Ian Robinson's research while affiliated with Brunel University London and other places

Publications (11)

Article
Full-text available
Patients on oral anticoagulant therapy (OAT) require regular testing of the prothrombin time (PT) and the international normalised ratio (INR) to monitor their blood coagulation level to avoid complications of either over or under coagulation. PT/INR can be tested by a healthcare professional or by the patient. The latter mode of the testing is kno...
Article
Full-text available
The aim of this study was to suggest an acceptable and generic theoretical framework for involving various types of users in the medical device technology (MDT) development process (MDTDP). The authors propose a theoretical framework suggesting different routes, methods and stages through which various types of medical device users can be involved...
Article
The representation of end users' perspectives in healthcare decisions requires involvement of their surrogates when the end users, i.e. certain patients, elderly people, children and people with disabilities, are unable to present their views. To review critical issues, and the advantages and disadvantages of involving surrogates in representing en...
Article
Full-text available
A myriad of medical devices deployed by many users play an essential role in healthcare, and they, and their users, need to be defined, classified and coded effectively. This study provides definitions of terms frequently employed to describe the users of medical device technologies (MDT) as well as a classification of such users. Devices are widel...
Article
Full-text available
This study investigated the benefits of and barriers to user involvement in medical device technology development and evaluation. A structured review of published literature in peer-reviewed journals was conducted. This literature review revealed that the main benefits of user involvement were an increased access to user needs, experiences, and ide...
Chapter
The development and evaluation of medical devices from users’ perspectives requires the involvement of actual end users of The development and evaluation of medical devices from users’ perspectives requires the involvement of actual end users of medical devices. This kind of involvement of end users may not be always possible. A solution to this ma...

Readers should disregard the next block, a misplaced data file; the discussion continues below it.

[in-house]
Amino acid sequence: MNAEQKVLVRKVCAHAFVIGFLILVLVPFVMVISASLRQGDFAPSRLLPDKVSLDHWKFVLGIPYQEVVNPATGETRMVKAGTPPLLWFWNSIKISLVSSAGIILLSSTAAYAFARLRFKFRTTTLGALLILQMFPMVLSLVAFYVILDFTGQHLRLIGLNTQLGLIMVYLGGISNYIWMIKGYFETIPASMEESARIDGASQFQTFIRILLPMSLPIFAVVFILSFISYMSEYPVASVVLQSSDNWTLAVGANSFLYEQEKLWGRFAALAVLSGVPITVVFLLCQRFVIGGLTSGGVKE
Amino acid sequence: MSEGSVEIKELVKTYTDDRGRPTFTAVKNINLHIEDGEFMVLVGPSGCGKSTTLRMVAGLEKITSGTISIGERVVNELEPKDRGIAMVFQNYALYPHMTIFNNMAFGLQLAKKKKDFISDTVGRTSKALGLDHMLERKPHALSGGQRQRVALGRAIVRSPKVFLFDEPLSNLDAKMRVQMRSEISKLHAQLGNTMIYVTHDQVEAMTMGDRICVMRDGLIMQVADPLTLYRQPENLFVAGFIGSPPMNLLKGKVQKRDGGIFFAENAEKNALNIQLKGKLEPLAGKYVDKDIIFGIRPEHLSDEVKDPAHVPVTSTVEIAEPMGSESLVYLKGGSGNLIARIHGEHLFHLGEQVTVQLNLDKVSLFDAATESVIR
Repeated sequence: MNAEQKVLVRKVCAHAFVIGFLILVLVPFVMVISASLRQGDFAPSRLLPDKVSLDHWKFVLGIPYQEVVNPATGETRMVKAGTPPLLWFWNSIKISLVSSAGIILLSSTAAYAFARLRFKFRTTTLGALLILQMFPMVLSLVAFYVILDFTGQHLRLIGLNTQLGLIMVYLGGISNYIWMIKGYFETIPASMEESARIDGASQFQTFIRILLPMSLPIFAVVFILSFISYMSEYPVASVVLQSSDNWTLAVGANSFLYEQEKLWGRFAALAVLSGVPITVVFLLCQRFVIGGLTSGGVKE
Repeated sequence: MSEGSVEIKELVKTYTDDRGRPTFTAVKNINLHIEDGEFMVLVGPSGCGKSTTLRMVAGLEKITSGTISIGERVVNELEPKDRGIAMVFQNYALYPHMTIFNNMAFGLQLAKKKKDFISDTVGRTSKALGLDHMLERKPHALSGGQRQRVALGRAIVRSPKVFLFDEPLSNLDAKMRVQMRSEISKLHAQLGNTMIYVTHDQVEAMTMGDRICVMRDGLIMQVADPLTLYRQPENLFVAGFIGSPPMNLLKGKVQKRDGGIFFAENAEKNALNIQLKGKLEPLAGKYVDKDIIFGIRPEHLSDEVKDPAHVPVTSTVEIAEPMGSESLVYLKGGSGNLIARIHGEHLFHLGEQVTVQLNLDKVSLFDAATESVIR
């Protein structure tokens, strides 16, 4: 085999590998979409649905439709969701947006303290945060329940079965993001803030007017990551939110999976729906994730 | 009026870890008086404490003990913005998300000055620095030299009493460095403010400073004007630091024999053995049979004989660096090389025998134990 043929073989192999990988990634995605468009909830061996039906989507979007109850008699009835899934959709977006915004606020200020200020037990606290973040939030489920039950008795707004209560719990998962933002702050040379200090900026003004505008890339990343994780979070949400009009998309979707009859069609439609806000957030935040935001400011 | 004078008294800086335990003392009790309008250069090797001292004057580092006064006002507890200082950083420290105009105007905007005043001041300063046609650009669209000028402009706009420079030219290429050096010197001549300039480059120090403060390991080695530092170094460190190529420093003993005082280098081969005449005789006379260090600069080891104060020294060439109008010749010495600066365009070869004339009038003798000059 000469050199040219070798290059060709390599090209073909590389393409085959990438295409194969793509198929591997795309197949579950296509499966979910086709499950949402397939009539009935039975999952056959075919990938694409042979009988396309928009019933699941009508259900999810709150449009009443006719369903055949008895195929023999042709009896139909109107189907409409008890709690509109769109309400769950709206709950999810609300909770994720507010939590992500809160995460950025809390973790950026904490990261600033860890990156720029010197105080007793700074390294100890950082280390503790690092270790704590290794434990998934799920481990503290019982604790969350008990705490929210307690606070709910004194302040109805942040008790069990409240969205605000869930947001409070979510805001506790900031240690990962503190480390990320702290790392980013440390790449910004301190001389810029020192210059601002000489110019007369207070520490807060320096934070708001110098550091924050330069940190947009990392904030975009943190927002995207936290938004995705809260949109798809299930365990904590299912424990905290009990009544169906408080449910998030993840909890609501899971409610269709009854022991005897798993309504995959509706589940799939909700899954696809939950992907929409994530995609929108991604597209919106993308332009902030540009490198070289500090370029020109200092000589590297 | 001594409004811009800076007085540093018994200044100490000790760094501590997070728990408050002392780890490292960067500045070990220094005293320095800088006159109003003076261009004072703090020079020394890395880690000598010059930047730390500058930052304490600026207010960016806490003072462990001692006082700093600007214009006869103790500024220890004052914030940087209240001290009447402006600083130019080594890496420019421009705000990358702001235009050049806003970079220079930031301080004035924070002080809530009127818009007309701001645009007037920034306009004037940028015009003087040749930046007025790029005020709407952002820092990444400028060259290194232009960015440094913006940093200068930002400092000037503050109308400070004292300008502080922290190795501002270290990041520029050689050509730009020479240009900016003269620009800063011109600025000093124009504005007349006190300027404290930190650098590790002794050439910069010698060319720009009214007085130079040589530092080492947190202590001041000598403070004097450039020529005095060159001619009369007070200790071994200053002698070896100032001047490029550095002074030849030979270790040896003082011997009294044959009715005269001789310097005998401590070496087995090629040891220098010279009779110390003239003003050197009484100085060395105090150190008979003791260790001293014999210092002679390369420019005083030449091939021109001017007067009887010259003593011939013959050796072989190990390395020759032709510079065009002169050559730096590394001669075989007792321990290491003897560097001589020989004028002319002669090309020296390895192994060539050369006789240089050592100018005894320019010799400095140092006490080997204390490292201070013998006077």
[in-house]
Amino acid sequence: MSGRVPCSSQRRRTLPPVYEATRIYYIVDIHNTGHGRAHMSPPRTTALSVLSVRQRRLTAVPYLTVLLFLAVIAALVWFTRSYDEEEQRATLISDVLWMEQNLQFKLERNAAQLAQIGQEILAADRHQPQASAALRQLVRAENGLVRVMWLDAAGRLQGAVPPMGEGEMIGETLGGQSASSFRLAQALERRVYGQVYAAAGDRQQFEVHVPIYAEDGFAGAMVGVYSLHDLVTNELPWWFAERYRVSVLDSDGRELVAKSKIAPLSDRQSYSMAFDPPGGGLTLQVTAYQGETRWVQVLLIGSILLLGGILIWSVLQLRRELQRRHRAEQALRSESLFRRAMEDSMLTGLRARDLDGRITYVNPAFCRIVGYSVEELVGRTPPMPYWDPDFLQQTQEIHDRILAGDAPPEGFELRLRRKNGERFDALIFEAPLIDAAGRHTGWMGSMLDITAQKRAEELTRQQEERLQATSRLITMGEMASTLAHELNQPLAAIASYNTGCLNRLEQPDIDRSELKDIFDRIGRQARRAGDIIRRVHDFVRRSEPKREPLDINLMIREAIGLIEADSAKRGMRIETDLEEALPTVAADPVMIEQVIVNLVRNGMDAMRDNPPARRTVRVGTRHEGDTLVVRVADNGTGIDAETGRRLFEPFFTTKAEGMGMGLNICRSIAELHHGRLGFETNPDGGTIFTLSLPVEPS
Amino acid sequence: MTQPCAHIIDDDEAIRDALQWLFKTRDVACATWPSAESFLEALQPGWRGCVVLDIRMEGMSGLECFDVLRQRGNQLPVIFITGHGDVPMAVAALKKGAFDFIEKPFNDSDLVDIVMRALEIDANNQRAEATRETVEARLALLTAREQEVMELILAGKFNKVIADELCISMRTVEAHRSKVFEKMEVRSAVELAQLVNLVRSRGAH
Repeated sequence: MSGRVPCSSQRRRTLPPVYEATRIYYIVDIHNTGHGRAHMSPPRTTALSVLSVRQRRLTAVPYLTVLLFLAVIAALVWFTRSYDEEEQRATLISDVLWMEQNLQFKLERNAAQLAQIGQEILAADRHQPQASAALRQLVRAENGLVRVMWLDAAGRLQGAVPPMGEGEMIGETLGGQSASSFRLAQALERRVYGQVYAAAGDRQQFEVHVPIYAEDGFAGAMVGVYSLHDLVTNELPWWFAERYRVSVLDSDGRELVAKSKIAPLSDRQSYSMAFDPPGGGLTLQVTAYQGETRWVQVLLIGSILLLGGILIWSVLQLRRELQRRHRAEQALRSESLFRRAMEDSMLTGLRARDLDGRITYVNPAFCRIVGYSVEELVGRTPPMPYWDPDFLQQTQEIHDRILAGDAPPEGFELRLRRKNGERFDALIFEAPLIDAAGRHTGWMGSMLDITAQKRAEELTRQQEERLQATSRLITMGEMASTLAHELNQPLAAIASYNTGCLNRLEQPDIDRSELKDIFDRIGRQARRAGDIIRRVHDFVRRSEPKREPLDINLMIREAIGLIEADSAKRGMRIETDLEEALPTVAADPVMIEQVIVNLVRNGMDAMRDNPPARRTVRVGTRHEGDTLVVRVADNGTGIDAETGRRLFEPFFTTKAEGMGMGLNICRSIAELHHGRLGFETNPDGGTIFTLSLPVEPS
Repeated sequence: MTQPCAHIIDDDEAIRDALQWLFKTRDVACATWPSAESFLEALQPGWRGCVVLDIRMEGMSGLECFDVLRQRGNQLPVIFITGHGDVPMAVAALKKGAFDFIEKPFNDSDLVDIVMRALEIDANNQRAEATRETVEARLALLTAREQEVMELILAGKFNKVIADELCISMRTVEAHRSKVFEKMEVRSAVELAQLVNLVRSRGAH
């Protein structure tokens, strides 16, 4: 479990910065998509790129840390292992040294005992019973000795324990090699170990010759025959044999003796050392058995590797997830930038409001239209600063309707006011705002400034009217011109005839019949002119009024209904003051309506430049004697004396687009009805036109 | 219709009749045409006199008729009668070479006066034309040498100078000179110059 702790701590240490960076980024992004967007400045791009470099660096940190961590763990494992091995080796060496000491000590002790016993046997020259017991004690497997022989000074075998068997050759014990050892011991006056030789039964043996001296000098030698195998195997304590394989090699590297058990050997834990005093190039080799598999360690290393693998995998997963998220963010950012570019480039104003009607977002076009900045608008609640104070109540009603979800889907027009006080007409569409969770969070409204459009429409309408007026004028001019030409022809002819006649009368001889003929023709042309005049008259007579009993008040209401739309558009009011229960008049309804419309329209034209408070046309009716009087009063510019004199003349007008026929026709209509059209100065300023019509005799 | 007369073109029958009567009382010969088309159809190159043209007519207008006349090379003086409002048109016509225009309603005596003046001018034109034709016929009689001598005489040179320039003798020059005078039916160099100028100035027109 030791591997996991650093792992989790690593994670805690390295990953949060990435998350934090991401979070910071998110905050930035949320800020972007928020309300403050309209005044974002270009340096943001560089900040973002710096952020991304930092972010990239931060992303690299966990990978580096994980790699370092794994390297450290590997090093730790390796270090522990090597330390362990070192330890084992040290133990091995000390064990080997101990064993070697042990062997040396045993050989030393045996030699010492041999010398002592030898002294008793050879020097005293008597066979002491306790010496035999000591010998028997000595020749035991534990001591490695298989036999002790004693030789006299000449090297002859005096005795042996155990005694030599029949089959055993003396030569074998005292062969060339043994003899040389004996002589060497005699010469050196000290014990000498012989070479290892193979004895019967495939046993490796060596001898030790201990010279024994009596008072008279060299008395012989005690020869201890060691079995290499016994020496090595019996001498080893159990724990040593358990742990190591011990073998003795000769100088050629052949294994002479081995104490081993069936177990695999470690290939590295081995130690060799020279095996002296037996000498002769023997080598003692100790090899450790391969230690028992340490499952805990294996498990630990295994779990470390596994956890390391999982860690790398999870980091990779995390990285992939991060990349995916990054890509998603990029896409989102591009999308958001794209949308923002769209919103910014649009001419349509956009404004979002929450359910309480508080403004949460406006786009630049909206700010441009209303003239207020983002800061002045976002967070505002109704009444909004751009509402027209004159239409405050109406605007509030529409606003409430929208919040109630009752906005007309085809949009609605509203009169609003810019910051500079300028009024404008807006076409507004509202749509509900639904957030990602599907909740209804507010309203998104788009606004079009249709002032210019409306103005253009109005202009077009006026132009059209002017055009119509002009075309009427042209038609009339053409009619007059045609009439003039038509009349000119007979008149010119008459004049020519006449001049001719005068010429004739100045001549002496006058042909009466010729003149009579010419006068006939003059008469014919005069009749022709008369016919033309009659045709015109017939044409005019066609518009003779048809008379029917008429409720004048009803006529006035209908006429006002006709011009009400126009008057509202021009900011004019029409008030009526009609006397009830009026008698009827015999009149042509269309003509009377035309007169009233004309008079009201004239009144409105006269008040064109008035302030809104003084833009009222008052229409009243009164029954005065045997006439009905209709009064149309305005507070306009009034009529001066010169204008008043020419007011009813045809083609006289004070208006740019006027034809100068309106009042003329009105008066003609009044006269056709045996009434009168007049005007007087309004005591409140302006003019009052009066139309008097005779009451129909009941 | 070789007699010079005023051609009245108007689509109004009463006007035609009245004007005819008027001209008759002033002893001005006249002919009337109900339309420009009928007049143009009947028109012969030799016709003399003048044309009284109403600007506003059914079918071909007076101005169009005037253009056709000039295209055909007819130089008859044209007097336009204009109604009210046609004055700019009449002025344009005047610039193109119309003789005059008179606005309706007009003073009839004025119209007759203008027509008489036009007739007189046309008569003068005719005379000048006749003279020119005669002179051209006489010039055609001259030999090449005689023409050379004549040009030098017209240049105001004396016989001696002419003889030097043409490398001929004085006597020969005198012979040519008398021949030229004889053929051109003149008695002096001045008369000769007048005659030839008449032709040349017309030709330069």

Article
Full-text available
Medical device users are one of the principal medical device technology stakeholders. The involvement of users in medical device technology development and assessment is central to meet their needs. This study aims to examine this issue. A structured review of the literature published from 1980 to 2005 in peer-reviewed journals was carried out from...

Citations

... The amount of public awareness campaigns has significantly increased [35]. Social media can collect information concerning hospital and doctor's performance based on their patients' experiences [36]. It is also applied for health progress and health studies. ...
... Security leads to a different consideration of health personnel, in particular Doctors, Surgeons, Anesthesiologists, Caregivers and in certain cases patients as well; for further reading on this subject, the potential diversity of actors in healthcare who are users of medical devices, see the study by Shah and Robinson (2008). In addition to medical devices currently in use, they will need to use devices that are connected to H4.0IS. ...
... Numerous guidelines for such user-centered design (UCD) of AAT have evolved of the past two decades, proposing similar approaches to promote the consideration of complex user needs in human-robot interactions [8][9][10][11]. Unfortunately, the early and active involvement of target users with special needs is easier said than done. User-centered design not only requires substantial resources, but most importantly the willingness, openness, and availability of people with disabilities and technology makers to form such interdisciplinary development teams. ...
... Literature, however, cautions against the reliability of family as informants, with biased and variable capability well documented. [46][47][48][49] Conversely, others have conceptualised family as ideally placed to enhance patient autonomy, typically through relational knowing associated with their shared history. 11 Importantly, cultural variance of both clinician and patient may be associated with end-of-life care preferences 50 and attitudes towards the role of family at end of life, 51 making cultural sensitivity essential at this time. ...
... Technology has the potential to address these limitations, by empowering people with heart failure to better manage their health, and to optimize communication with their clinicians when and if needed. Further, current approaches for designing technology interventions have typically failed to include patients and clinicians in the product design (14), which leads to lower levels of acceptance, dissatisfaction, stress and non-adherence (15)(16)(17). ...
... Device designers may suffer from insufficient organizational support to engage with users, or experience in adapting user advice to incorporate device designers [50]. This is particularly the case for products that have users who are dissimilar in socio-economic background and group to the designers [51]. ...